A breathing technique commonly practised during yoga could potentially be used as a treatment for brain disorders, including depression.
New research from the Auckland University of Technology (AUT) BioDesign Lab has found that 'yoga breathing' - breathing through one nostril at a time - alters the activity in the brain. The technique, familiar to many devotees of the discipline, is popular in yoga classes and is usually controlled by hand.
The research, led by research fellow and Director of Research for the New Zealand College of Chiropractic (NZCC) Dr Imran Khan Niazi and Associate Professor David White, shows that changes in brain activity can be measured in response to yogi nasal breathing.
The researchers found that breathing through the right nostril is involved in relatively higher sympathetic activity, or arousal states, while breathing through the left nostril is associated with a relatively more parasympathetic state, or stress-relief.
In simple terms, this means breathing through the right nostril could help to energise people, while breathing through the left nostril could help people find a calmer mental state.
Associate Professor White - co-director of the BioDesign Lab - said this first stage of research confirms the relationship between unilateral nasal breathing and brain activity, paving the way for further research.
The breathing technique is now being explored as a treatment for brain disorders, including depression, Prof White said, and could possibly be used to help autistic people and those with degenerative diseases.
"We can see that this process, using our device to regulate the pattern of breathing, is a big leap forward in potential therapies," Prof White said.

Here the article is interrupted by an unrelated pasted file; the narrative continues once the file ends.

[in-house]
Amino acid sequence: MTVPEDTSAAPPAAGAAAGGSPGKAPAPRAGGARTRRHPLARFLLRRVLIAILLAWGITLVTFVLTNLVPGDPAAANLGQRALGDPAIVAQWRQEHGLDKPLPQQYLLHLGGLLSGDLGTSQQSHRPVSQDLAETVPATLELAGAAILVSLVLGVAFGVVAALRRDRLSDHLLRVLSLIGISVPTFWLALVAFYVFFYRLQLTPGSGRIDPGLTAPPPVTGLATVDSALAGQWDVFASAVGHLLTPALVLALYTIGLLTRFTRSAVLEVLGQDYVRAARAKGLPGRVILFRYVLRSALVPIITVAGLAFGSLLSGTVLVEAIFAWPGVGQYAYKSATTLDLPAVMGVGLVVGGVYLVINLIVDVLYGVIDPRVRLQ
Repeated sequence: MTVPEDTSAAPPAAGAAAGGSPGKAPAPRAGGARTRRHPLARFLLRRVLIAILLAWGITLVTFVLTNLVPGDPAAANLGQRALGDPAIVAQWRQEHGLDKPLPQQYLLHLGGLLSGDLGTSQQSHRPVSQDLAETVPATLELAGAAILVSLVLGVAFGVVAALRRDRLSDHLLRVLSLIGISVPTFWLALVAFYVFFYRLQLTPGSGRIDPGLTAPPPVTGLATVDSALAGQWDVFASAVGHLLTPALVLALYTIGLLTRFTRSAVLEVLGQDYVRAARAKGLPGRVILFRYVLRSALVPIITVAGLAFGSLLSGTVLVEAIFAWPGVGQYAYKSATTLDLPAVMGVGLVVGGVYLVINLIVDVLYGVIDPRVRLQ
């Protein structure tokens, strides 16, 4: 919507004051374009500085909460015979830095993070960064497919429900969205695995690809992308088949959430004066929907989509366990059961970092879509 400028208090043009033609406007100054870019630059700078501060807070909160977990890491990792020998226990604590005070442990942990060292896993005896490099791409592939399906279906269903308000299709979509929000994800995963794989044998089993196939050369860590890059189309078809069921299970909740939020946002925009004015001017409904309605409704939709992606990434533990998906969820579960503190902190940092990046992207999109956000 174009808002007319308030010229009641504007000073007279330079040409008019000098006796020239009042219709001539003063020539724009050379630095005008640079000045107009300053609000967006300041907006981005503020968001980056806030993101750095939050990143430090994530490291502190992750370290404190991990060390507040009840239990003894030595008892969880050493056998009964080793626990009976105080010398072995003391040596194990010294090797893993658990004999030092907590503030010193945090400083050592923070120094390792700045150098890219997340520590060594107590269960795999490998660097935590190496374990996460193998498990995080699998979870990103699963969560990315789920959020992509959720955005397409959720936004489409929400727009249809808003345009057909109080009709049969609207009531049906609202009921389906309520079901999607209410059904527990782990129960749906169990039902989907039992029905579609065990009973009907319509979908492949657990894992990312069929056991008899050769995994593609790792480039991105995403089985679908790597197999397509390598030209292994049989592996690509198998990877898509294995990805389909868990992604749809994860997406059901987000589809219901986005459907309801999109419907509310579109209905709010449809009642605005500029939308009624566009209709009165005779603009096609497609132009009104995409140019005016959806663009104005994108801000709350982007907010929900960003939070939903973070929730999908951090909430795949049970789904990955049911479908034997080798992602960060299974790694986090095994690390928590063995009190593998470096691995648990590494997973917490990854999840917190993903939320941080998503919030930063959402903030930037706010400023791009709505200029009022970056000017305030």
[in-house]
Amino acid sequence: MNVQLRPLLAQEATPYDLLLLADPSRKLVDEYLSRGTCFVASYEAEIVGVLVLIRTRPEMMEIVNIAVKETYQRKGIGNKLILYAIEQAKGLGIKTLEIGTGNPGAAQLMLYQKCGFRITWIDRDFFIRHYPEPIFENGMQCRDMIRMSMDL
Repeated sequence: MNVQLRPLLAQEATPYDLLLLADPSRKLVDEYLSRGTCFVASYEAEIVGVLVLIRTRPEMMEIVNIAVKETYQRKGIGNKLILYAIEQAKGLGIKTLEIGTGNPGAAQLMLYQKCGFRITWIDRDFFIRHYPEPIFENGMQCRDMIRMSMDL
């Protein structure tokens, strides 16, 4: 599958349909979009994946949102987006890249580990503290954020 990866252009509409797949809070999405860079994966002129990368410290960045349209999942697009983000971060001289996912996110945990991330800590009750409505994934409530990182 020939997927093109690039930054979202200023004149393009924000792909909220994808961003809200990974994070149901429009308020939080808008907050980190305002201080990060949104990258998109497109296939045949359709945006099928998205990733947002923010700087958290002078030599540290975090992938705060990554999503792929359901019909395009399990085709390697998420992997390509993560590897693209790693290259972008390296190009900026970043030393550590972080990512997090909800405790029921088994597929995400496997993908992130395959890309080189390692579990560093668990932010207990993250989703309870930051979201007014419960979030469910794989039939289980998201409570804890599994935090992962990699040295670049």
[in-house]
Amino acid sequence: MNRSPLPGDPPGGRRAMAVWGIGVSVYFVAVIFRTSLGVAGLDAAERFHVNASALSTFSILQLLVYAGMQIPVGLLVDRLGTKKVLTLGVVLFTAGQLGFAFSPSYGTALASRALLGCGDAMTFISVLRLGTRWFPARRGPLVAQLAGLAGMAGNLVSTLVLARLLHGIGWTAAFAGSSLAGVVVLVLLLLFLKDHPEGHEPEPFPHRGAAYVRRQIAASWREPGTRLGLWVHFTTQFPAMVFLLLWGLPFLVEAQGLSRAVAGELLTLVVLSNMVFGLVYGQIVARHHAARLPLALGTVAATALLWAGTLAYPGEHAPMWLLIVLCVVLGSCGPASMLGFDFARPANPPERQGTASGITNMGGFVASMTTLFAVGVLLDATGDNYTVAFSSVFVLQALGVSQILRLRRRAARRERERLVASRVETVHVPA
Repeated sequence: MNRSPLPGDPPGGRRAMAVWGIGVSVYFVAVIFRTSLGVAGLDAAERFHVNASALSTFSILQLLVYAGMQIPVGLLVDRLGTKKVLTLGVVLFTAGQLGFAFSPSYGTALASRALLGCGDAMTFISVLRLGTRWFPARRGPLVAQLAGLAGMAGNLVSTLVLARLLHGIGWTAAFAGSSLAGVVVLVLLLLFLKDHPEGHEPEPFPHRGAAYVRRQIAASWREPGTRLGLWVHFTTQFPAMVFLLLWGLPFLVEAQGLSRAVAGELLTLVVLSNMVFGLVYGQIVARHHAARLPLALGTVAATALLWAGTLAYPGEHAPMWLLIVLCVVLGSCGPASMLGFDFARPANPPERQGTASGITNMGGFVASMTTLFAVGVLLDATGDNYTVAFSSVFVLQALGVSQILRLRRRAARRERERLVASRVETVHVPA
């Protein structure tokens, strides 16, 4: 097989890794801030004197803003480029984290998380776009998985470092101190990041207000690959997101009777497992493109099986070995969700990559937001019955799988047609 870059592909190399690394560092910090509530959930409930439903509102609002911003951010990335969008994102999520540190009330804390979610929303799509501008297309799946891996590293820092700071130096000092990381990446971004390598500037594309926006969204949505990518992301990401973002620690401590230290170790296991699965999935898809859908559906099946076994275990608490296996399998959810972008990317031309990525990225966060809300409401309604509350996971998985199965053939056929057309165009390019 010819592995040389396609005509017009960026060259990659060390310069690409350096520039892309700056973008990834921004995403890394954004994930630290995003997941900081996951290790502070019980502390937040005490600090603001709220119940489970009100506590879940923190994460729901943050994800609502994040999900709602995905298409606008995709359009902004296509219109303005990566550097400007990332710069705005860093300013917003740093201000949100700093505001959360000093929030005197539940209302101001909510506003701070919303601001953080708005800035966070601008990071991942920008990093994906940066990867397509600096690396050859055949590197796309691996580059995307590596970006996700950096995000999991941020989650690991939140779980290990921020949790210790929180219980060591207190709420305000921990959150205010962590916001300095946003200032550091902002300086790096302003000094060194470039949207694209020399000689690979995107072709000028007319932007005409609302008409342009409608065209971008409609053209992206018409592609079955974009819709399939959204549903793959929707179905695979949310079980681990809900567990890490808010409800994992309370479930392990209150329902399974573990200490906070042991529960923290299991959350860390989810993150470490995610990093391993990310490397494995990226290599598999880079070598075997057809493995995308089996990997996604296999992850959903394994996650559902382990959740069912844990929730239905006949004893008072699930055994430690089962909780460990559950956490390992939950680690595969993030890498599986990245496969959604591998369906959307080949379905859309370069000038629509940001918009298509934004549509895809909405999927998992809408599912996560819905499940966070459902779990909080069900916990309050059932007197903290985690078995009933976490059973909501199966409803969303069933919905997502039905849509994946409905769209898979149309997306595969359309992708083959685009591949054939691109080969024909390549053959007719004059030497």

"There is a spectrum of health outcomes breathing protocols could deliver, including clinical treatment and potentially enhanced mental and physical performance. Initially we are exploring the treatment of brain disorders including depression, but this treatment could be used to help autistic people, as well as those with degenerative diseases or traumatic brain injuries."
The research used the BioDesign Lab's RACer system to regulate the airflow between each side of the nose over 10 minute periods, capturing electro-encephalogram (EEG) data. RACer is a medical device that delivers breathing therapy to the patient, without needing to physically hold the nostrils with the hand as in yoga.
The study shows both hemispheres of the brain become equally aroused during right nasal breathing, which induces an excited state, and equally attenuated with left nasal breathing, which induces a calming state.
Dr Niazi said the salient finding of the study demonstrates the impact of left nasal breathing.
"Left nasal breathing is associated with a prominent posterior rhythm in all brain waves except gamma, which is associated with a more relaxed state and introspective thinking," he said.
Prof White added that the study opens up a range of exciting treatment options and researchers are now focused on patient outcomes.
"We now can show a link between the act of breathing through one nostril at a time on brain activity and this opens up exciting treatment options.
"We are working to develop a way to use an algorithm alongside a medical device with RACer that provides feedback on brain activity performance and through an algorithmic feedback loop adjusts its breathing therapy over time."
The research was published in Nature: Scientific Reports in January 2022.